The rear main seal does only leak while the engine is running, because it is above the static oil level. But the oil doesn't find it's way to the ground instantly, so you're almost certain to see at least a few drops each time you stop if that is where the leak is. I ALWAYS HAVE A FEW DROPS BACK THERE, SO MAYBE THAT'S WHERE AND WHEN I'm LOSING THE OIL. I DID FIT A NEW VITON SEAL BACK THERE SO I WOULD'VE HAD TO SCREW THAT UP, TOO.

Another thought is the crankcase vent system on a 4A. If you have some extra blowby, the PCV may be sucking oil mist from the rocker cover. You might try disconnecting the line to the valve and see if it either stops burning so much, or you get a lot from the disconnected line from the rocker cover. (Plug the inlet to the valve but leave the line from the cover open and directed into a temporary catch can of some sort.) I've owned cars (tho not a 4A) where just a few minutes of nearly full throttle driving would blow a quart or more. I REMOVED MY PCV VALVE ALREADY AND HAVE A TUBE RUNNING DOWN. WHETHER IT'S BLOWING OIL OUT I'M UNCERTAIN. AT STOP, THERE'S ONLY AN OIL RESIDUE THERE, PERHAPS THREE DROPS WORTH.

From Blue Max:

[Quote: All you need is a rubber band and a latex glove. Place the glove over the oil fill opening and slip the rubber band tight around the glove. If the glove blows up you have bad, broken, or stuck rings. Good luck!]

I can do that easily. I'm fairly certain it will blow up, though, because, at least prior to my rebuild, I recall there was considerable air pressure coming out of the PCV valve outlet pipe from the valve cover. In other words, with or without a PCV valve, there was pressure and air escaping the valve cover outlet pipe.

From Jerry:

[Quote: Poolboy might be right. The flexible center ring type of oil compression has caused a problem with two recent builds here. The ends of the tabs that touch together break off and the engine burns oil. Replacement of those oil rings with a solid type solved the problem of oil burning in both engines.]


Are you referring by "center" as that funky oil control ring between the upper and lower band rings? I installed new County Pistons and Rings. Who offers a different kind of center control ring? I have a spare set of "Grant" rings, and those come with very specific instructions to avoid overlapping the ring ends. As I recall, the County ones aren't supposed to overlap either, and I believe I verified they weren't overlapping. I guess pulling a piston to verify isn't all that awful. Maybe next week. Beats watching the confirmation hearings.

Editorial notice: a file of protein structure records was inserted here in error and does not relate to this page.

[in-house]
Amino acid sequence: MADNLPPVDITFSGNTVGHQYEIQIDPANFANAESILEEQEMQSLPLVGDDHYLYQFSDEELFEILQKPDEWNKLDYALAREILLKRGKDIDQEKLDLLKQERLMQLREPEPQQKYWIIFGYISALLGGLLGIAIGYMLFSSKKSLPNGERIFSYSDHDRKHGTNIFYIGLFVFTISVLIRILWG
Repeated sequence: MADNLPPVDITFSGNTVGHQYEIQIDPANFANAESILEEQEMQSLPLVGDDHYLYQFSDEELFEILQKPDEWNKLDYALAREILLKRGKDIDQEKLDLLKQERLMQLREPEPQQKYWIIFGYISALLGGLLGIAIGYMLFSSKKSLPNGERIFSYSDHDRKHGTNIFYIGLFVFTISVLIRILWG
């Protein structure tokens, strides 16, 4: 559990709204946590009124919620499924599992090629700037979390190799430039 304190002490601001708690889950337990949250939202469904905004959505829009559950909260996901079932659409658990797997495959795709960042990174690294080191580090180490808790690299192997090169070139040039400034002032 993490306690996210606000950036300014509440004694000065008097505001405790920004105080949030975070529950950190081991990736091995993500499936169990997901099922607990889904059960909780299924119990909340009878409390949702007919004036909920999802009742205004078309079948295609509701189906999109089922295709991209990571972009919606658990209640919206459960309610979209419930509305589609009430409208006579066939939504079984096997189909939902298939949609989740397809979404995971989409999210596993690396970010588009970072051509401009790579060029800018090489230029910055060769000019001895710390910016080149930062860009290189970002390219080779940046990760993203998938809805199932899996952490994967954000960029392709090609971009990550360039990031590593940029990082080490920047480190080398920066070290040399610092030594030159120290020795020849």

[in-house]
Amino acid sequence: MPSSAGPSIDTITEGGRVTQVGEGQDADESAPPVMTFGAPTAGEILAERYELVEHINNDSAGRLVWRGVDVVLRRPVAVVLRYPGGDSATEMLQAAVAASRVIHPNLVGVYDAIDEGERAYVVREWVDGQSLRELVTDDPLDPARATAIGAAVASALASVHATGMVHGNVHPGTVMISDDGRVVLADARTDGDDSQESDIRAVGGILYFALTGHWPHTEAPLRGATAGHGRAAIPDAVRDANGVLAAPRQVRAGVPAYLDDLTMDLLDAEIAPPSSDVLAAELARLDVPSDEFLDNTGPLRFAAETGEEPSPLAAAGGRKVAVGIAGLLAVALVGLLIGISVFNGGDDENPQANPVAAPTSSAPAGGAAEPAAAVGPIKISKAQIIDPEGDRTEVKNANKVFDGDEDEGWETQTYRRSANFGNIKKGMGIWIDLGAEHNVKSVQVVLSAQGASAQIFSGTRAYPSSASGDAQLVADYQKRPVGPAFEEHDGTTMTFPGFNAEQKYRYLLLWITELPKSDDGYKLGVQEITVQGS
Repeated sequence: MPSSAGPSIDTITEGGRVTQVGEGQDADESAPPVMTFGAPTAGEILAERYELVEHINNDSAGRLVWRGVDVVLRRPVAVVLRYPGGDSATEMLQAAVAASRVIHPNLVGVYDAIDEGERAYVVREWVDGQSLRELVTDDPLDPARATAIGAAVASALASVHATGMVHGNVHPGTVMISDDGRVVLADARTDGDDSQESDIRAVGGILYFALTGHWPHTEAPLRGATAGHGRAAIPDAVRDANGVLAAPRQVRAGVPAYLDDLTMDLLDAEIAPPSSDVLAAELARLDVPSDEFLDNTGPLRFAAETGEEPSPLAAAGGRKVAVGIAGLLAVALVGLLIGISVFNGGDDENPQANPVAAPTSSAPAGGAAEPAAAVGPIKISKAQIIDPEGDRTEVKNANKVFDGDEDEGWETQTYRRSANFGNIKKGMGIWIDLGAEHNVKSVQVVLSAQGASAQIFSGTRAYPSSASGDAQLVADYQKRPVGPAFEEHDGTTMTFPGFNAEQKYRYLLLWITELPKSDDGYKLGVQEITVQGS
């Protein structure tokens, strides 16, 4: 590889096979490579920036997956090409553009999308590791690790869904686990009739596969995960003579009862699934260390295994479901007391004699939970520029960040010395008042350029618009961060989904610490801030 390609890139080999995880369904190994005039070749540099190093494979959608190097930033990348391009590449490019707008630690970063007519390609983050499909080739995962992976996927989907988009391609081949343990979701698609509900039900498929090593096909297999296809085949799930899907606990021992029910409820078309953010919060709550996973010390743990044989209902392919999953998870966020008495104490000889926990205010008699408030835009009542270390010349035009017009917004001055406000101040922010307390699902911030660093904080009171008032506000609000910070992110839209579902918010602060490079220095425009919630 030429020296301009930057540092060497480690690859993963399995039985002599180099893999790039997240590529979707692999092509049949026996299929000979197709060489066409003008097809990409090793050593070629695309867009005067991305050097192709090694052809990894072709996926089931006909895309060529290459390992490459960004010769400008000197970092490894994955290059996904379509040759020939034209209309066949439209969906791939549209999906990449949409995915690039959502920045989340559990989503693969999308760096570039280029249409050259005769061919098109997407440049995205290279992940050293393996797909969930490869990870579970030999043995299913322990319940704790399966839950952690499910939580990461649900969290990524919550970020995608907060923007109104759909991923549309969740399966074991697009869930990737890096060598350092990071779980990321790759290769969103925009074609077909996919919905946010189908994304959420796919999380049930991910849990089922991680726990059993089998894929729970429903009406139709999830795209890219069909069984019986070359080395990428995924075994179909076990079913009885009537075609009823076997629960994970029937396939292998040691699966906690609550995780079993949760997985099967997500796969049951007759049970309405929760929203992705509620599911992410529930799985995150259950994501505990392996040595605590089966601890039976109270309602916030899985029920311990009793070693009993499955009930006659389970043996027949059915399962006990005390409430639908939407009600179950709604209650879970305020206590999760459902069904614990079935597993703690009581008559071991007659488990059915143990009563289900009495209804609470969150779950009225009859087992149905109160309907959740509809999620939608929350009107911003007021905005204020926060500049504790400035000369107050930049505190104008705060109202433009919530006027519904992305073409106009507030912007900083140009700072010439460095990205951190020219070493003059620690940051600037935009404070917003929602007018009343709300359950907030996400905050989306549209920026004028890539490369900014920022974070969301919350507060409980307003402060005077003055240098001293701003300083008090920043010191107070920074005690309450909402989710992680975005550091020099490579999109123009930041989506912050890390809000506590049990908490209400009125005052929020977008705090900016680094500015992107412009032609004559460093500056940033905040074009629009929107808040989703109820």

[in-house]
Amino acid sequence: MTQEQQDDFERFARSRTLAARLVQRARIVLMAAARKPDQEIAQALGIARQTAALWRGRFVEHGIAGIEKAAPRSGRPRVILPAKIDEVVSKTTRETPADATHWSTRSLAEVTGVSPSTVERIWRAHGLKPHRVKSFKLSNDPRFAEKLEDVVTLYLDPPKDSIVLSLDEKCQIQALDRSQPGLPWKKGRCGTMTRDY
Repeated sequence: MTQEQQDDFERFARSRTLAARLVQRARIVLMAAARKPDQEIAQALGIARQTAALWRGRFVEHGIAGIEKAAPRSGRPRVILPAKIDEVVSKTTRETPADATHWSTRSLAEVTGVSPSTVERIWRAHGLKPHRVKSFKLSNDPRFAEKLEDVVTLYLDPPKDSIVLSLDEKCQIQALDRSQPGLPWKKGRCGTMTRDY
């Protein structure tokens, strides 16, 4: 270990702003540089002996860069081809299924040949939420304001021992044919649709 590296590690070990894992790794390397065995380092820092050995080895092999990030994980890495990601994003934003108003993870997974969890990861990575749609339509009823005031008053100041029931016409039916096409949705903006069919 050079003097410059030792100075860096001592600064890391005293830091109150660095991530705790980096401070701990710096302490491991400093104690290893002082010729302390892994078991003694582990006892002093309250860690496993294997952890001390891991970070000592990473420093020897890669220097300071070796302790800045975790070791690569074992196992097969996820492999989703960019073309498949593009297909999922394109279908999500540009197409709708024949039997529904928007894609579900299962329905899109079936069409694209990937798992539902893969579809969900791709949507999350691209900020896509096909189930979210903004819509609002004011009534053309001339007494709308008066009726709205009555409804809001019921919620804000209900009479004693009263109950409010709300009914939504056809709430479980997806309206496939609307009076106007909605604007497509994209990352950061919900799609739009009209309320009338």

BlueMax

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Here's a very good example of a engine that is making good compression. If the glove inflates your compression is bypassing the rings and pressurizing the crankcase. That oil then is push up and passing the rings back into the combustion chamber which is burned.

New pistons and sleeves installed? Rings properly gaped? Rings staggered correctly? Were the rings installed right side up? If reusing old pistons, were the ring land gaps carefully check? Were the bore dimensions checked for taper and honed properly?

https://www.youtube.com/watch?v=uQ2ARnW4574
 

Geo Hahn

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...All you need is a rubber band and a latex glove...

Or, for a more colorful display, you can perform the test with a latex product available for pocket change in any truck stop restroom.

The oil control rings that seem the trickiest to me are the ones with the two colors on the ends (red & green?) that are there to show that the ends have not overlapped once the outer rings are in place. The simplest are probably the one-piece version - hard to see where one could go wrong with them.
 

poolboy

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This isn't the sharpest of pictures but it does illustrate Grant's spacer for the oil control rings...temporarily butted together.
 

Geo Hahn

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Yeah, the tricky bit is maintaining that as you snap on the two control rings. Okay, not terribly tricky but something that must be confirmed after they are both on.
 

Jerry

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That picture of the oil ring above was the problem with two out of 3 engines all built together in my garage. The colored tabs had broken off! Even though the rings were fitted and had enough gap in the cylinders. The third engine had a solid oil ring and no problems. We replaced the bad rings with Hastings one piece rings and solved the problem.
 

karls59tr

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Poolboy might be right. The flexible center ring type of oil compression has caused a problem with two recent builds here. The ends of the tabs that touch together break off and the engine burns oil. Replacement of those oil rings with a solid type solved the problem of oil burning in both engines.

Jerry
Who sells the the solid type oil compression ring?
 

CJD

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That picture of the oil ring above was the problem with two out of 3 engines all built together in my garage. The colored tabs had broken off! Even though the rings were fitted and had enough gap in the cylinders. The third engine had a solid oil ring and no problems. We replaced the bad rings with Hastings one piece rings and solved the problem.

I built 700+ HP engines for years and never had an issue with the 3 piece oil rings. There can't be anything wrong with the design. Before this forum I had heard of maybe one oil ring failure, and that was on a high mileage car. So I wonder what is going on with the Triumph rings? Was there a bad batch or were people installing them wrong?
 

poolboy

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I don't think there is anything 'wrong' with all 3 part oil control rings, just the Grants pictured with the butt type spacer. I had to get them out of my TR6 engine.
By contrast I have been very happy with the Hastings 3 piece FlexVent oil control ring which is a different animal than the 3 piece Grant.

The fault could have been mine but oil consumption went from 1 qt/800 miles with Grant to practically Zero/2200 miles with Hastings